Q&A: People are itching to get into their gardens
ALISBURY — March is generally the month when homeowners increase their outdoor activities in lawns and gardens, but the unpredictable weather has delayed many outdoor chores. Those with questions can email for faster and more complete information. Email has become the quickest and most efficient method of communicating gardening questions to Cooperative Extension. Attached pictures of insects or diseases helps determine problems and provide solutions. Email questions with pictures to firstname.lastname@example.org or email@example.com. Below are questions posed to Cooperative Extension over the past few weeks.
Question: Are special blended turf fertilizers really better for cool season fescue?
Answer: Turf fertilizers with slow release nutrients work well in the spring. The biggest problem with high nitrogen grade fertilizer is the quick release of nutrients and therefore excessive turf growth in April and May. Cool season turf fertilizers with slow release nutrients promote slower, even growth in the spring and therefore less mowing.
Question: My winter daphne has been growing very well for a number of years. Last week the shrub began to wilt and it looks like the plant is going to die. What is the problem?
Answer: Daphne odora is an evergreen shrub that produces a very fragrant bloom in the early spring. Unfortunately, the shrub is one of the most difficult to grow. Many succumb to root diseases after a few years. Even with the best of care very few survive more than 10 years.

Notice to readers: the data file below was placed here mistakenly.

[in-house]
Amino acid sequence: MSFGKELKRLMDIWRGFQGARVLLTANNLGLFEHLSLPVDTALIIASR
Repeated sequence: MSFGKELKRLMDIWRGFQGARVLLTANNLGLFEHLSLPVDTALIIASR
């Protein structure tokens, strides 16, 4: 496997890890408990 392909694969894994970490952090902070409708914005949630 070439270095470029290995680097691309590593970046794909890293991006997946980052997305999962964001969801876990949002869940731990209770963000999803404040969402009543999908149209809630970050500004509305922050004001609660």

Question: Is now a good time to apply pre-emergence herbicides to my lawn?
Answer: Yes. Pre-emergence herbicides need to be applied before the soil temperatures reach 58 degrees. The old rule of thumb was to apply them before the dogwoods bloom. Keep in mind that if you over-seed in the spring, some pre-emergence herbicides will prevent grass seed germination.
Question: Is now the time to apply dormant oils to my fruit trees?
Answer: Yes, dormant oils and/or liquid lime-sulfur are sprayed on trunks and scaffold limbs to control mites, scales and some fungal diseases. Apply these pesticides when temperatures are above 40 degrees and below 65 degrees. Avoid applications when buds have swelled and are showing flower color.
Question: Is it too late in the winter to mow my liriope?
Answer: No, liriope is actually a lily and a very tough plant. Mowing in the spring is generally recommended to rejuvenate growth and remove growth damaged by cold, insects, etc. Make sure your mower blade is sharp and mow the plants at least 4 inches high.
Darrell Blackwelder is the County Extension director with horticulture responsibilities with the North Carolina Cooperative Extension Service in Rowan County.
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